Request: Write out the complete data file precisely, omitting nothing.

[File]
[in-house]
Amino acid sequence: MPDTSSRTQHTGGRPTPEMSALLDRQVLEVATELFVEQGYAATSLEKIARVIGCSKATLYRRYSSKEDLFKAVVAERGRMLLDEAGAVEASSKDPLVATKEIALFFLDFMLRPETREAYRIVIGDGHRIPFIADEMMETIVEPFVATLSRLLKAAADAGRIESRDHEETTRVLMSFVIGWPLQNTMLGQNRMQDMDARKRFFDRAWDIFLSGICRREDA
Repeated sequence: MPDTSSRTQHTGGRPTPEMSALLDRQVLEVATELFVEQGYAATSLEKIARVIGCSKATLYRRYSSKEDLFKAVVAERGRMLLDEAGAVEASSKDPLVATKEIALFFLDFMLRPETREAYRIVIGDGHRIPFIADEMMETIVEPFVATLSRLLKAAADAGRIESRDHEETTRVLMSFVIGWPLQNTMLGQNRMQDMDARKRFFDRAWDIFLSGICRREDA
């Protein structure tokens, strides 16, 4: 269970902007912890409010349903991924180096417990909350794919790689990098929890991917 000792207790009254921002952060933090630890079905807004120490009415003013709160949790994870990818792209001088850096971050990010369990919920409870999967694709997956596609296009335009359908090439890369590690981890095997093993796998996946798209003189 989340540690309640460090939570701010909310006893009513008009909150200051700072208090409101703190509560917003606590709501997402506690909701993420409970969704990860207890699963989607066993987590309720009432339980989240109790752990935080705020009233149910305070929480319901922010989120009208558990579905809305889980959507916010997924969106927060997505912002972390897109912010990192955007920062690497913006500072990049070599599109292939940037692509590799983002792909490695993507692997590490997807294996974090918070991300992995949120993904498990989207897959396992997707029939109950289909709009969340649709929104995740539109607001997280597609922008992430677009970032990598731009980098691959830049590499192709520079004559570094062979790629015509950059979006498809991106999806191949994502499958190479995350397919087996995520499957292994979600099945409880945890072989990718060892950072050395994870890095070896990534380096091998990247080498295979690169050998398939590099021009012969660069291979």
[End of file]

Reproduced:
[in-house]
Amino acid sequence: MPDTSSRTQHTGGRPTPEMSALLDRQVLEVATELFVEQGYAATSLEKIARVIGCSKATLYRRYSSKEDLFKAVVAERGRMLLDEAGAVEASSKDPLVATKEIALFFLDFMLRPETREAYRIVIGDGHRIPFIADEMMETIVEPFVATLSRLLKAAADAGRIESRDHEETTRVLMSFVIGWPLQNTMLGQNRMQDMDARKRFFDRAWDIFLSGICRREDA
Repeated sequence: MPDTSSRTQHTGGRPTPEMSALLDRQVLEVATELFVEQGYAATSLEKIARVIGCSKATLYRRYSSKEDLFKAVVAERGRMLLDEAGAVEASSKDPLVATKEIALFFLDFMLRPETREAYRIVIGDGHRIPFIADEMMETIVEPFVATLSRLLKAAADAGRIESRDHEETTRVLMSFVIGWPLQNTMLGQNRMQDMDARKRFFDRAWDIFLSGICRREDA
């Protein structure tokens, strides 16, 4: 269970902007912890409010349903991924180096417990909350794919790689990098929890991917 000792207790009254921002952060933090630890079905807004120490009415003013709160949790994870990818792209001088850096971050990010369990919920409870999967694709997956596609296009335009359908090439890369590690981890095997093993796998996946798209003189 989340540690309640460090939570701010909310006893009513008009909150200051700072208090409101703190509560917003606590709501997402506690909701993420409970969704990860207890699963989607066993987590309720009432339980989240109790752990935080705020009233149910305070929480319901922010989120009208558990579905809305889980959507916010997924969106927060997505912002972390897109912010990192955007920062690497913006500072990049070599599109292939940037692509590799983002792909490695993507692997590490997807294996974090918070991300992995949120993904498990989207897959396992997707029939109950289909709009969340649709929104995740539109607001997280597609922008992430677009970032990598731009980098691959830049590499192709520079004559570094062979790629015509950059979006498809991106999806191949994502499958190479995350397919087996995520499957292994979600099945409880945890072989990718060892950072050395994870890095070896990534380096091998990247080498295979690169050998398939590099021009012969660069291979």